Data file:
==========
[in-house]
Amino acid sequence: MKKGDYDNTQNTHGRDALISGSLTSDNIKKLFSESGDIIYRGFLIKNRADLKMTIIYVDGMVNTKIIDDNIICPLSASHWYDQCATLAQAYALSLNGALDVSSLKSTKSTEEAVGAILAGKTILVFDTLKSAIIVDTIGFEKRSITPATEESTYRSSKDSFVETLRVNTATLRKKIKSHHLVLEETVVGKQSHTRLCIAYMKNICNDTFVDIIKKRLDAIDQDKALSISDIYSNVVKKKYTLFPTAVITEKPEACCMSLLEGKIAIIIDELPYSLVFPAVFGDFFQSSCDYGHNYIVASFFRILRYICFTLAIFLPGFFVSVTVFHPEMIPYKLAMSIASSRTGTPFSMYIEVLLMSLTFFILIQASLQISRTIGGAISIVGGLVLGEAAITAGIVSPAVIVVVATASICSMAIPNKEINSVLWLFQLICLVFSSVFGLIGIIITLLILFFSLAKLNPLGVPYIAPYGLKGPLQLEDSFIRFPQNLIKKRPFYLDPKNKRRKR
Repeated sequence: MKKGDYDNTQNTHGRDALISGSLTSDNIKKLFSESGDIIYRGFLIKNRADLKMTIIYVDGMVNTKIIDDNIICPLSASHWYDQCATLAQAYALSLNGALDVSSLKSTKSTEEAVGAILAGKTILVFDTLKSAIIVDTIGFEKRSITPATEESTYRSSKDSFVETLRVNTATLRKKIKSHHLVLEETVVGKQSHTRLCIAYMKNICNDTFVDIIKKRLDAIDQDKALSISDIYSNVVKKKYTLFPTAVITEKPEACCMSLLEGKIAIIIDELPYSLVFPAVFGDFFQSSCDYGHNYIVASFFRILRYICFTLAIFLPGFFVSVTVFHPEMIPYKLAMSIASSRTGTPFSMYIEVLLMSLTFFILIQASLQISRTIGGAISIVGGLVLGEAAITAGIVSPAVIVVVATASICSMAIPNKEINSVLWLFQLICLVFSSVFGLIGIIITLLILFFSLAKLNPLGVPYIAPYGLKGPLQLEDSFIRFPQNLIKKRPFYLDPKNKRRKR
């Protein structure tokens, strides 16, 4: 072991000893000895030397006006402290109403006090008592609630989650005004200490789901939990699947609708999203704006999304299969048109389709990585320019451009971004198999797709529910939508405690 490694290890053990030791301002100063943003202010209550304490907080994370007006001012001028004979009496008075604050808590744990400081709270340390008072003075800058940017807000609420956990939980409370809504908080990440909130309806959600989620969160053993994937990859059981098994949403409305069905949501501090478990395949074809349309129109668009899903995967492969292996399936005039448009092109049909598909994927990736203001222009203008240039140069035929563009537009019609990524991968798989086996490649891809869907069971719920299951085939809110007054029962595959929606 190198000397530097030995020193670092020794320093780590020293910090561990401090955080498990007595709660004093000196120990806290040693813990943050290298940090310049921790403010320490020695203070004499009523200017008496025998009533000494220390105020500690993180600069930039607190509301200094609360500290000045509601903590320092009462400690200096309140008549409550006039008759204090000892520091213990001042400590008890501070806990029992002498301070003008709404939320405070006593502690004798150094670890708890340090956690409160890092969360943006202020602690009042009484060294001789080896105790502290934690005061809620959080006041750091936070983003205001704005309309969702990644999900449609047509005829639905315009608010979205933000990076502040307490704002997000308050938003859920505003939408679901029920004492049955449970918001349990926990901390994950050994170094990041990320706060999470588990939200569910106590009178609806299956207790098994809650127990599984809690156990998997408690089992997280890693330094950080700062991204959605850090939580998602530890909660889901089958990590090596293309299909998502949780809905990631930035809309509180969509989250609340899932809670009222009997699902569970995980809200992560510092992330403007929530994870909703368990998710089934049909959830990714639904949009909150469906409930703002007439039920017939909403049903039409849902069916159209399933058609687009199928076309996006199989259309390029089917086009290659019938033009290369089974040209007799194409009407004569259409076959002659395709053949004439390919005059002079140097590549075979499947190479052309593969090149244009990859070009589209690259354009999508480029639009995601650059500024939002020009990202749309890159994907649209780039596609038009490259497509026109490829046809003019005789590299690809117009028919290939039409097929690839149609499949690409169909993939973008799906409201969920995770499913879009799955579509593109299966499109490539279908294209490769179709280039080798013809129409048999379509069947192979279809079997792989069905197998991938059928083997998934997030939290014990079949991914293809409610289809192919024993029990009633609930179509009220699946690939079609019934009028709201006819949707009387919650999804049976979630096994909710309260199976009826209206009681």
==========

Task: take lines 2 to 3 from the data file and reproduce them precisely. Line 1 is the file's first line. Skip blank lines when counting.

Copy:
Amino acid sequence: MKKGDYDNTQNTHGRDALISGSLTSDNIKKLFSESGDIIYRGFLIKNRADLKMTIIYVDGMVNTKIIDDNIICPLSASHWYDQCATLAQAYALSLNGALDVSSLKSTKSTEEAVGAILAGKTILVFDTLKSAIIVDTIGFEKRSITPATEESTYRSSKDSFVETLRVNTATLRKKIKSHHLVLEETVVGKQSHTRLCIAYMKNICNDTFVDIIKKRLDAIDQDKALSISDIYSNVVKKKYTLFPTAVITEKPEACCMSLLEGKIAIIIDELPYSLVFPAVFGDFFQSSCDYGHNYIVASFFRILRYICFTLAIFLPGFFVSVTVFHPEMIPYKLAMSIASSRTGTPFSMYIEVLLMSLTFFILIQASLQISRTIGGAISIVGGLVLGEAAITAGIVSPAVIVVVATASICSMAIPNKEINSVLWLFQLICLVFSSVFGLIGIIITLLILFFSLAKLNPLGVPYIAPYGLKGPLQLEDSFIRFPQNLIKKRPFYLDPKNKRRKR
Repeated sequence: MKKGDYDNTQNTHGRDALISGSLTSDNIKKLFSESGDIIYRGFLIKNRADLKMTIIYVDGMVNTKIIDDNIICPLSASHWYDQCATLAQAYALSLNGALDVSSLKSTKSTEEAVGAILAGKTILVFDTLKSAIIVDTIGFEKRSITPATEESTYRSSKDSFVETLRVNTATLRKKIKSHHLVLEETVVGKQSHTRLCIAYMKNICNDTFVDIIKKRLDAIDQDKALSISDIYSNVVKKKYTLFPTAVITEKPEACCMSLLEGKIAIIIDELPYSLVFPAVFGDFFQSSCDYGHNYIVASFFRILRYICFTLAIFLPGFFVSVTVFHPEMIPYKLAMSIASSRTGTPFSMYIEVLLMSLTFFILIQASLQISRTIGGAISIVGGLVLGEAAITAGIVSPAVIVVVATASICSMAIPNKEINSVLWLFQLICLVFSSVFGLIGIIITLLILFFSLAKLNPLGVPYIAPYGLKGPLQLEDSFIRFPQNLIKKRPFYLDPKNKRRKR